Story: Zhang (Wang Qianyuan) and his gangster buddies kidnap the actor Wu (Andy Lau), although this happens to be just a coincidence. They
didn't actually target their victim. Zhang makes money with kidnappings for quite a few years already. That's also why the police is hot on his trails these
days. After the kidnapping of Wu lead investigators Xing Feng (Liu Ye) and Cao Gang (Wu Ruofu) pull out all the stops to find the gangsters' hideout. At the same
time Zhang wants to get his hands on Wu's money. Since Zhang has kidnapped the man Xiao Dou (Cai Lu) before Wu, but Xiao can't pay, he wants to kill the man.
However, Wu promises to pay for him as well. The actor gets in touch with his friend Su (Lam Suet) so that Su can get his money from the bank for him. But Su
informs the police and by also making use of the other clues Xing and Cao managed to collect they eventually catch Zhang. Yet, they still don't know where Zhang's
buddies and the kidnap victims are. Zhang is buying time and if he shouldn't call his buddies until nine o'clock the victims will be executed...
Review: Director Ding Sheng more and more solidifies his position as a blockbuster guarantor. After his surely promising, but ultimately
not entirely convincing Jackie Chan vehicles "Little Big Soldier" and "Police Story
2013" Ding now tries his hand at an action drama that is based on true events. The fast editing and a story that constantly seems to be moving forward
may make this film a solid action thriller, but it's the unexpectedly sound acting achievements and particularly the work done on a meta level that make
"Saving Mr. Wu" a winner. To see Andy Lau partly in the role of Andy Lau and casting the real kidnap victim from 2004 in a supporting role simply gives the
thriller that certain wow effect.
Maybe some people will get worked up now as I have already forestalled the fact that Wu Ruofu apparently has survived the kidnapping, how could he otherwise
be cast in the movie adaption of his own kidnapping? But to be honest, there is never any doubt about him surviving despite the suspense that is built up.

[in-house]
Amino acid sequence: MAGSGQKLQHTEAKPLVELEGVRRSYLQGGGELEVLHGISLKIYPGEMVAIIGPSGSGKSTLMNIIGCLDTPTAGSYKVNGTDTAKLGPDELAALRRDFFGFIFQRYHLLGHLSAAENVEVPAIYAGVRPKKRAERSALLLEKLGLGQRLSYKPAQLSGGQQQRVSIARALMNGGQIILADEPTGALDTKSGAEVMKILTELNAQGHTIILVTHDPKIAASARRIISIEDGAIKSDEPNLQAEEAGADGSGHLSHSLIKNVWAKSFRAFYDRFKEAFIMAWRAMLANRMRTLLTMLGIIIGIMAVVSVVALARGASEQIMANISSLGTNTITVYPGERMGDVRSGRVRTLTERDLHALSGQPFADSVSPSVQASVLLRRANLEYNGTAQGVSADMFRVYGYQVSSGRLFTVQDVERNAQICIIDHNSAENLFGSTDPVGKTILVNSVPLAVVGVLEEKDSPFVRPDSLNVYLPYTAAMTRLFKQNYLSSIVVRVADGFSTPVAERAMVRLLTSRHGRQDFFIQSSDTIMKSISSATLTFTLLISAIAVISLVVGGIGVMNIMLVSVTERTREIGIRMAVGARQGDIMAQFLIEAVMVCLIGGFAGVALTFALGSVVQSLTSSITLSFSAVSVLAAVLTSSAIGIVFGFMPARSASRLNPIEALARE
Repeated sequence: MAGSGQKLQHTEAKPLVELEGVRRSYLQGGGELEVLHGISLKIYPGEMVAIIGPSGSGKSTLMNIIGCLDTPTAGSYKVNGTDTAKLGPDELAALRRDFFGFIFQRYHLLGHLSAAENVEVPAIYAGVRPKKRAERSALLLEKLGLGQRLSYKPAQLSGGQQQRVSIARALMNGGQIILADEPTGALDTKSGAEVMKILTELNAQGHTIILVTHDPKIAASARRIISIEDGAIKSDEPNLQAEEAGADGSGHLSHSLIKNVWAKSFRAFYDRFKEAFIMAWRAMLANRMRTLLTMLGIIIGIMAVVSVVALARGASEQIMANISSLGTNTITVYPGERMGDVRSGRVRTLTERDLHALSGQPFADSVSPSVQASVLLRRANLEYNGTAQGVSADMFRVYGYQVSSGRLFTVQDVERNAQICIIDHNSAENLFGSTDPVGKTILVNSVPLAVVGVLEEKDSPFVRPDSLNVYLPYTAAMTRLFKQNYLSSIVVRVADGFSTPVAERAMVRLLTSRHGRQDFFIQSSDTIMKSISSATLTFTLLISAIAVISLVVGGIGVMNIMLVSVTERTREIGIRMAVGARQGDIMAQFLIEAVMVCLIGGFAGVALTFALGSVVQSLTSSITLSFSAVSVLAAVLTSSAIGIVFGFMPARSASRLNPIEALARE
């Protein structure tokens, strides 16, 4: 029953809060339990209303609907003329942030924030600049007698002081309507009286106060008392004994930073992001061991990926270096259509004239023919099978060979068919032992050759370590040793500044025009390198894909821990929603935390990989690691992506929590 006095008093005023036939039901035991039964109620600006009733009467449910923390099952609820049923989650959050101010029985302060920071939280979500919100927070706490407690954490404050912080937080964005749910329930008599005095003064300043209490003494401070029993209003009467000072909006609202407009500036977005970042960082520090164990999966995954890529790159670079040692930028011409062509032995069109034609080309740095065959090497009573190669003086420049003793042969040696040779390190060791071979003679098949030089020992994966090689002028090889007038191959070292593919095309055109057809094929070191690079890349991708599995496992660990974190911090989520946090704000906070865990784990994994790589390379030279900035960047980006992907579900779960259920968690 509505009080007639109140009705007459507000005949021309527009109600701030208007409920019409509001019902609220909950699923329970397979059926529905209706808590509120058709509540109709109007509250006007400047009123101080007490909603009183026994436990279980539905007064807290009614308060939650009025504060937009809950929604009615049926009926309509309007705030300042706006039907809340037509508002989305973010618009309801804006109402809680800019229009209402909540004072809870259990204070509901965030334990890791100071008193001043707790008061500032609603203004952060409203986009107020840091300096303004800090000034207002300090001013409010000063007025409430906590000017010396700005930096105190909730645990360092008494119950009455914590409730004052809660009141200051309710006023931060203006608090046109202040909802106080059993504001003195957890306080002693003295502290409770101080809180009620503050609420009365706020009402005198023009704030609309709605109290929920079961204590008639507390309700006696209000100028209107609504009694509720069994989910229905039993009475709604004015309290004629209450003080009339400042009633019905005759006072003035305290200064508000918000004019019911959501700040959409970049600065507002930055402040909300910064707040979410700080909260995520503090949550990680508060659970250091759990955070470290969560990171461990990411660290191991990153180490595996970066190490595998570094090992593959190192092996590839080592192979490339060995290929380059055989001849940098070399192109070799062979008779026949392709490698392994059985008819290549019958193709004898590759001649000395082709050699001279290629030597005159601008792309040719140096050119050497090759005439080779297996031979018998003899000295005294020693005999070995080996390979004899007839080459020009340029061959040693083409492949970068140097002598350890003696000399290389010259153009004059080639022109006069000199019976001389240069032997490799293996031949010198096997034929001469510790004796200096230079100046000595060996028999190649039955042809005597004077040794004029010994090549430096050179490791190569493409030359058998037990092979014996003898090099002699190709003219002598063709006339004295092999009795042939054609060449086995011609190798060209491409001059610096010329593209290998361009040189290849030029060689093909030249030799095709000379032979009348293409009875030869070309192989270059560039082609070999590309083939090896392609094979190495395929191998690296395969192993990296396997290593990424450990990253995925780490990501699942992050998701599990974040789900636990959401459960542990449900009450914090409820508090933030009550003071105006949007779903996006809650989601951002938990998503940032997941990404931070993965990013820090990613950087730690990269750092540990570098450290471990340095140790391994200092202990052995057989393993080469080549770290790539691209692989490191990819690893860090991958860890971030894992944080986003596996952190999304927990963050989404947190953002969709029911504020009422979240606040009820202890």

So let's get to the movie's highlight right away. Back then, Wu Ruofu wasn't nearly as famous as Andy Lau is today and so it might have been a good decision
to make the picture the kidnapping of Andy Lau as well. "Saving Mr. Wu" thus often crosses over to a meta level. There is talk about Wu just being an ok actor,
others on the other hand think that he is fantastic and then there are also those who just didn't get a ticket for his last concert. Moreover, Wu doesn't seem
to have aged anymore for the last ten years. Does this sound familiar?
Andy Lau ("Blind Detective", "A Simple Life") succeeds in delivering his best performance
since quite a while back. And that's even the more noteworthy since he actually easily could have run the risk of slipping off to an unintentionally funny level
with all the meta work involved. But that's not the case at all. In fact, there are a few scenes, for example Wu being compared to Chow Yun-Fat on more
than one occasion, which brighten up an otherwise very dark tone. Moreover, Lau needs to hide complex emotions behind a mask of bravery in order not to
get down his fellow kidnap victim. What's especially appealing, though, is the chemistry between Lau and Wang Qianyuan
("Brotherhood of Blades"), who embodies the villain. It's a back and forth with the dialogues and the kidnapper turns
out to be an able actor as well, in order to get as much money as possible out of the kidnapping.
Wang's acting is particularly remarkable because he also adds a bit of a human side to his list of character traits as the ruthless kidnapper and killer.
There aren't many actors you would buy from those opposing sides of one and the same individual. Liu Ye ("The Last Supper")
and Wu Ruofu only deliver solid performances, though, whereas Wu deserves some credit for the fact alone that he once again faces this trauma and maybe
even experiences some sort of catharsis while hunting down his own kidnappers as a policeman. Yes, the meta club strikes again with full force! Apart from
that "Saving Mr. Wu" proves to be a rock solid thriller. The high pacing, which never really shifts down a gear since the police is constantly uncovering new
clues, needs to be positively pointed out as well. But: The Chinese police is working almost too perfectly for it to be believable.
If you are looking at the story from an objective angle it becomes obvious that there have been utilized a few tricks when it comes to editing and narration in order to keep the suspense level high. Thus, there is a permant shift back and forth between time levels to make the story look more complex than it is, and apart from that there are also a few means pulled out of the moviemaker's hat to add some action scenes to the story, even though there actually doesn't seem to be any place for them in the movie. Consequently, we get to see on more than one occasion how the protagonists imagine what kind of fatal consequences certain decisions could have. Aside from such clumsy attempts to veer away from the original story in the direction of action cinema, the thriller manages, next to the aforementioned positive aspects, to deliver some drama that isn't contrived and scores with some strong moments. "Saving Mr. Wu" is well done (meta) cinema.